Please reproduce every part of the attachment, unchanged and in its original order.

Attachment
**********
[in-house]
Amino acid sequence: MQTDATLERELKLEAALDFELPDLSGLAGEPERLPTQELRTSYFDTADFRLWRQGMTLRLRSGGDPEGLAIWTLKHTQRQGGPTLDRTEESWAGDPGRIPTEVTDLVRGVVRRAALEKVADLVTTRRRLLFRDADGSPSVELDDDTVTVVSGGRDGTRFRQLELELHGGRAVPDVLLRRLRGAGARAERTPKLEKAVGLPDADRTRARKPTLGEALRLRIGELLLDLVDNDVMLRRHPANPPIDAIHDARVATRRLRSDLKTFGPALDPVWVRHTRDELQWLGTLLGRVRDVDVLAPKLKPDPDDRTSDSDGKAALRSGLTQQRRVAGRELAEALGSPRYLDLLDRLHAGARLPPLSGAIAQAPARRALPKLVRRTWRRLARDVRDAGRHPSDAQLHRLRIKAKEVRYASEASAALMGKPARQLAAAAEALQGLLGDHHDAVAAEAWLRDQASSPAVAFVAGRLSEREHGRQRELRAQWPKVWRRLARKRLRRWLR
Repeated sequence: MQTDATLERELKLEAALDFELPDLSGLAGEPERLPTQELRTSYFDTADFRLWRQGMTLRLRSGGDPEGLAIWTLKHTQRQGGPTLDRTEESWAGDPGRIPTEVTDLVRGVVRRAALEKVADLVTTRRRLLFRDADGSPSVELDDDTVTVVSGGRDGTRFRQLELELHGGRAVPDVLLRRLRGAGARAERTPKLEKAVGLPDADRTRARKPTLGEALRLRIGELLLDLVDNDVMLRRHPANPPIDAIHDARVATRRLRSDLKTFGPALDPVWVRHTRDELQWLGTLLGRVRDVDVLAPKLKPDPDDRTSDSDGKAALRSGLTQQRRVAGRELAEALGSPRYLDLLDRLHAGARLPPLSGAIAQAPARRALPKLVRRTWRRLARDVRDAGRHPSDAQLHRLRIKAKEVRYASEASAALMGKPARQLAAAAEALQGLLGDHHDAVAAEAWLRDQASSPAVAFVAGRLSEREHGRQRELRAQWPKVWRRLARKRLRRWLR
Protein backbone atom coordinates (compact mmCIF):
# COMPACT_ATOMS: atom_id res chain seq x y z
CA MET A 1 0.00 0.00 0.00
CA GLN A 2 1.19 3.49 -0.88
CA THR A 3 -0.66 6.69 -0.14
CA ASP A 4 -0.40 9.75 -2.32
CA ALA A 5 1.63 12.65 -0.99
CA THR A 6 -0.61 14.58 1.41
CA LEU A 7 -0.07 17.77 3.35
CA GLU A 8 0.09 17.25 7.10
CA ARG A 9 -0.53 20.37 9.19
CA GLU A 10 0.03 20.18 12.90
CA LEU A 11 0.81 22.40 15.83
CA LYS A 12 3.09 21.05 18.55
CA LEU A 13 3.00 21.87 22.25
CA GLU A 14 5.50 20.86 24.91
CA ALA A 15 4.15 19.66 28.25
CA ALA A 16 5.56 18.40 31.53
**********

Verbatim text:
[in-house]
Amino acid sequence: MQTDATLERELKLEAALDFELPDLSGLAGEPERLPTQELRTSYFDTADFRLWRQGMTLRLRSGGDPEGLAIWTLKHTQRQGGPTLDRTEESWAGDPGRIPTEVTDLVRGVVRRAALEKVADLVTTRRRLLFRDADGSPSVELDDDTVTVVSGGRDGTRFRQLELELHGGRAVPDVLLRRLRGAGARAERTPKLEKAVGLPDADRTRARKPTLGEALRLRIGELLLDLVDNDVMLRRHPANPPIDAIHDARVATRRLRSDLKTFGPALDPVWVRHTRDELQWLGTLLGRVRDVDVLAPKLKPDPDDRTSDSDGKAALRSGLTQQRRVAGRELAEALGSPRYLDLLDRLHAGARLPPLSGAIAQAPARRALPKLVRRTWRRLARDVRDAGRHPSDAQLHRLRIKAKEVRYASEASAALMGKPARQLAAAAEALQGLLGDHHDAVAAEAWLRDQASSPAVAFVAGRLSEREHGRQRELRAQWPKVWRRLARKRLRRWLR
Repeated sequence: MQTDATLERELKLEAALDFELPDLSGLAGEPERLPTQELRTSYFDTADFRLWRQGMTLRLRSGGDPEGLAIWTLKHTQRQGGPTLDRTEESWAGDPGRIPTEVTDLVRGVVRRAALEKVADLVTTRRRLLFRDADGSPSVELDDDTVTVVSGGRDGTRFRQLELELHGGRAVPDVLLRRLRGAGARAERTPKLEKAVGLPDADRTRARKPTLGEALRLRIGELLLDLVDNDVMLRRHPANPPIDAIHDARVATRRLRSDLKTFGPALDPVWVRHTRDELQWLGTLLGRVRDVDVLAPKLKPDPDDRTSDSDGKAALRSGLTQQRRVAGRELAEALGSPRYLDLLDRLHAGARLPPLSGAIAQAPARRALPKLVRRTWRRLARDVRDAGRHPSDAQLHRLRIKAKEVRYASEASAALMGKPARQLAAAAEALQGLLGDHHDAVAAEAWLRDQASSPAVAFVAGRLSEREHGRQRELRAQWPKVWRRLARKRLRRWLR
Protein backbone atom coordinates (compact mmCIF):
# COMPACT_ATOMS: atom_id res chain seq x y z
CA MET A 1 0.00 0.00 0.00
CA GLN A 2 1.19 3.49 -0.88
CA THR A 3 -0.66 6.69 -0.14
CA ASP A 4 -0.40 9.75 -2.32
CA ALA A 5 1.63 12.65 -0.99
CA THR A 6 -0.61 14.58 1.41
CA LEU A 7 -0.07 17.77 3.35
CA GLU A 8 0.09 17.25 7.10
CA ARG A 9 -0.53 20.37 9.19
CA GLU A 10 0.03 20.18 12.90
CA LEU A 11 0.81 22.40 15.83
CA LYS A 12 3.09 21.05 18.55
CA LEU A 13 3.00 21.87 22.25
CA GLU A 14 5.50 20.86 24.91
CA ALA A 15 4.15 19.66 28.25
CA ALA A 16 5.56 18.40 31.53